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Energy sector looks to integrated EHS IT solutions to manage risk in a complex operational and regulatory enironment

We are in the midst of a 21st Century energy boom. It has created thousands of jobs and reduced the U.S. dependence on imported crude oil. New technologies like horizontal drilling and hydraulic fracturing (fracking) create new opportunities as well as risks. In light of recent offshore and onshore incidents in the energy and chemical industries, regulatory agencies are in the midst of making new policies and rules. How do organizations keep up with this complex, dynamic business environment?

“Risk is an integral component of a safety culture. It must be the lens through which we view the interaction between technology and the human element.”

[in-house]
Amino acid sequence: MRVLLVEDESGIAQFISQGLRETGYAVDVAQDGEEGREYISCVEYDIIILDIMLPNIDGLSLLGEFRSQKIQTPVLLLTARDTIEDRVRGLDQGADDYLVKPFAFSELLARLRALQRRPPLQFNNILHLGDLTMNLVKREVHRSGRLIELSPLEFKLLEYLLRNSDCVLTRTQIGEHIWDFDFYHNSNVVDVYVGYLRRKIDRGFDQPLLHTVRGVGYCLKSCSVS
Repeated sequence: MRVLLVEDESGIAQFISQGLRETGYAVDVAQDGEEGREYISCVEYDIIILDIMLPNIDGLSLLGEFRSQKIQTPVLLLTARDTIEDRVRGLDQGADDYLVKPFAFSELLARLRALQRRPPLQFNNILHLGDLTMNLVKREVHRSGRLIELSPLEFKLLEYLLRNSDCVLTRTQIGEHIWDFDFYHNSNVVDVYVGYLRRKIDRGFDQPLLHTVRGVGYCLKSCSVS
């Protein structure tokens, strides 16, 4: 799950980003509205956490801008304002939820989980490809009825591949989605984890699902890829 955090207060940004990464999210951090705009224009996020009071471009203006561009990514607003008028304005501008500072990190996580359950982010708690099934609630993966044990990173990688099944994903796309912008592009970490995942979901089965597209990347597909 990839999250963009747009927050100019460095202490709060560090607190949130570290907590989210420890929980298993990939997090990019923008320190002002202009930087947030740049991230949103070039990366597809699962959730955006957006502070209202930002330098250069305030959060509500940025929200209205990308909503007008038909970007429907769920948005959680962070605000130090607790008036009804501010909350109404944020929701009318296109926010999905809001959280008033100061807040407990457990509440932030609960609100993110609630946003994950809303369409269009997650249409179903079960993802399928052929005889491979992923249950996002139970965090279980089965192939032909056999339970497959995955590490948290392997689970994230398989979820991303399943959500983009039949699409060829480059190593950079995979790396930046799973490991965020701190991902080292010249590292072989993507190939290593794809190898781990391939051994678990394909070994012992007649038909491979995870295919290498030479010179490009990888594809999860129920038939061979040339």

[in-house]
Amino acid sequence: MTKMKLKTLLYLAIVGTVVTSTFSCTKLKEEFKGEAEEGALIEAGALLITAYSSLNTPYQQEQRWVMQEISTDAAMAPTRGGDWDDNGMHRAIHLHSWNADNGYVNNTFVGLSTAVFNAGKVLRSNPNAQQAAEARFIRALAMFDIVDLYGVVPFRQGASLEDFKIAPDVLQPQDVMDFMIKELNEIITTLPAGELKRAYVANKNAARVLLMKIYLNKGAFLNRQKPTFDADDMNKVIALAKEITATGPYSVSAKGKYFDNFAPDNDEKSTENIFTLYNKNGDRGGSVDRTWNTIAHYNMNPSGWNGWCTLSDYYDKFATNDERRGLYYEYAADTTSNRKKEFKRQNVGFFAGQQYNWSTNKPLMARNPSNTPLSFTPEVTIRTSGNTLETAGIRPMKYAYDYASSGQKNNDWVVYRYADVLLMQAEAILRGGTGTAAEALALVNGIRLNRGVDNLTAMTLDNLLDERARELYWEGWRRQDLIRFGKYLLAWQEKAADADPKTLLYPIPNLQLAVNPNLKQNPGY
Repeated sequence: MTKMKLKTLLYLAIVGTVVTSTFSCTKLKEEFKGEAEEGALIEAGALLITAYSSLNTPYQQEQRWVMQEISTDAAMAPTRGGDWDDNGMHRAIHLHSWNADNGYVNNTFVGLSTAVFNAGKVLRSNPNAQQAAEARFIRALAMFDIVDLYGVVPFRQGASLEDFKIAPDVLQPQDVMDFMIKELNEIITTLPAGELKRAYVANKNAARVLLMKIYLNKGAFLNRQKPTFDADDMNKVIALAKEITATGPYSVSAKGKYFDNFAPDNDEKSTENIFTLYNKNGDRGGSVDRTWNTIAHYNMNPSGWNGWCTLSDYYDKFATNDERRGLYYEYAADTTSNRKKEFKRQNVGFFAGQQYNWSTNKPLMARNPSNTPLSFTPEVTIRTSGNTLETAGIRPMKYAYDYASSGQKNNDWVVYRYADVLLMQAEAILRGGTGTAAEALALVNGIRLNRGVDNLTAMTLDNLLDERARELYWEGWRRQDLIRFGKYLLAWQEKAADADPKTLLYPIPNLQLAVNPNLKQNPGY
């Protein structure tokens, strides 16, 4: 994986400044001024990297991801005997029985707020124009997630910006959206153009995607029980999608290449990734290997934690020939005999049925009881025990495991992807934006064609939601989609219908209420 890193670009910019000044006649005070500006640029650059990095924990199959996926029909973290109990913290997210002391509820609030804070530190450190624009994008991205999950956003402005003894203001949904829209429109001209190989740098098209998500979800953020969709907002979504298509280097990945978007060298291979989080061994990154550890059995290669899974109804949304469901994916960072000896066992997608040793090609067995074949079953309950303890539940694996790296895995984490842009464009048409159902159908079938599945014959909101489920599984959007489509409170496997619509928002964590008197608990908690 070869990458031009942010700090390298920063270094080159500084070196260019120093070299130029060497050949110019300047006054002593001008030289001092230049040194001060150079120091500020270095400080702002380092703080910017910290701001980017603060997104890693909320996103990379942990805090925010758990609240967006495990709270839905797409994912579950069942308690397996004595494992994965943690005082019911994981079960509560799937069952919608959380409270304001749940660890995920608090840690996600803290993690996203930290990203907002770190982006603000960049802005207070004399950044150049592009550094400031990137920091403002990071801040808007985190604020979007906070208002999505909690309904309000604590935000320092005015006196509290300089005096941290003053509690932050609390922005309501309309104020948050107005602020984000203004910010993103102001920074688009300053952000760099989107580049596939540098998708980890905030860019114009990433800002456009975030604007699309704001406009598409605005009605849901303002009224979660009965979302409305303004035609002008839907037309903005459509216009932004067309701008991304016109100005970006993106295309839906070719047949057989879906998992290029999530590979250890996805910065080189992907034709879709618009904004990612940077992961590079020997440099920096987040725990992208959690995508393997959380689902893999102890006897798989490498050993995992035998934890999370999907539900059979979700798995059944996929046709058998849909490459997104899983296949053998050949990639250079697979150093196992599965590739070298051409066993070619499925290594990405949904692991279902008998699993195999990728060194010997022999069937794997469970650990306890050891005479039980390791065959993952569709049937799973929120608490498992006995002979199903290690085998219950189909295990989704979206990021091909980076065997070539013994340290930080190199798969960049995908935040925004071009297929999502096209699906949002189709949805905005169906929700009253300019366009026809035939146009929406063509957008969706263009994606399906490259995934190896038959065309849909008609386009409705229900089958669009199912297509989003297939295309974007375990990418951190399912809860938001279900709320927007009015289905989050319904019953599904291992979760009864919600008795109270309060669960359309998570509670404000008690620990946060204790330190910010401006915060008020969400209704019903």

–Brian Salerno, BSEE Director

Most organizations use spreadsheets, email and documents to manage environment, health & safety (EH&S or EHS) data. Even those that use more robust information technology (IT) platforms admit that they do not use IT to its fullest.

To better collect, manage, and use EHS information, many energy companies are migrating to integrated EH&S software applications for the first time. Others are taking a hard look at replacing legacy systems with more robust IT platforms.

The latest IT Insight column, 21st Century Energy Boom and Greater Risk Awareness Drive EH&S Software Initiatives, describes the pressure that the energy industry faces in managing mountains of EHS data while also minimizing the risks associated with everyday business. The column describes lessons learned in the Gulf of Mexico and a new risk management approach that is taking hold. Read the full article here.